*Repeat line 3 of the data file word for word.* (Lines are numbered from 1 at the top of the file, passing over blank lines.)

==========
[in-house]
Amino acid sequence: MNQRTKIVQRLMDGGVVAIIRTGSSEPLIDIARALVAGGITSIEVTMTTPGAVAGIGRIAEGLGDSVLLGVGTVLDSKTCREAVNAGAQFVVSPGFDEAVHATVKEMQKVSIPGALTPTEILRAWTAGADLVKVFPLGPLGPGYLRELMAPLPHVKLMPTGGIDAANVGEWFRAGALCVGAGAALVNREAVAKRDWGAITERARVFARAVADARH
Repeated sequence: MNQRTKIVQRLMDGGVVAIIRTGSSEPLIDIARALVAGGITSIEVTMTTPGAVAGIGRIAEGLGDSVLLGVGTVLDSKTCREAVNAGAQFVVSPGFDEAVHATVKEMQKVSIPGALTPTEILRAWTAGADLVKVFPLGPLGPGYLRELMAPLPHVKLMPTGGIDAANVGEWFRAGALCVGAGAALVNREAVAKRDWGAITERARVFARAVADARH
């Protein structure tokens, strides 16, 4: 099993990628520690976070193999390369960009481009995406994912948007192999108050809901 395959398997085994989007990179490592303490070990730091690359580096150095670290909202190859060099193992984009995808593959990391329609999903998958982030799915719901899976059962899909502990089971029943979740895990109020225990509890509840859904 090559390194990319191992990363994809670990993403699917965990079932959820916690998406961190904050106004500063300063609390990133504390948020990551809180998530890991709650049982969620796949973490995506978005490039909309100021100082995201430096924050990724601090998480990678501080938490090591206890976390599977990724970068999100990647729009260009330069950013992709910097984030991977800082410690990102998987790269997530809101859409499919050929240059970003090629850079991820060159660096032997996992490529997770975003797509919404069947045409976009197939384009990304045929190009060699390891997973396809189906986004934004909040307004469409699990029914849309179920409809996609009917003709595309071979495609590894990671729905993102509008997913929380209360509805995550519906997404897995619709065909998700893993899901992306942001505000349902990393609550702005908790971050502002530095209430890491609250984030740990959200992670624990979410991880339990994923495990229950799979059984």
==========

Repeated sequence: MNQRTKIVQRLMDGGVVAIIRTGSSEPLIDIARALVAGGITSIEVTMTTPGAVAGIGRIAEGLGDSVLLGVGTVLDSKTCREAVNAGAQFVVSPGFDEAVHATVKEMQKVSIPGALTPTEILRAWTAGADLVKVFPLGPLGPGYLRELMAPLPHVKLMPTGGIDAANVGEWFRAGALCVGAGAALVNREAVAKRDWGAITERARVFARAVADARH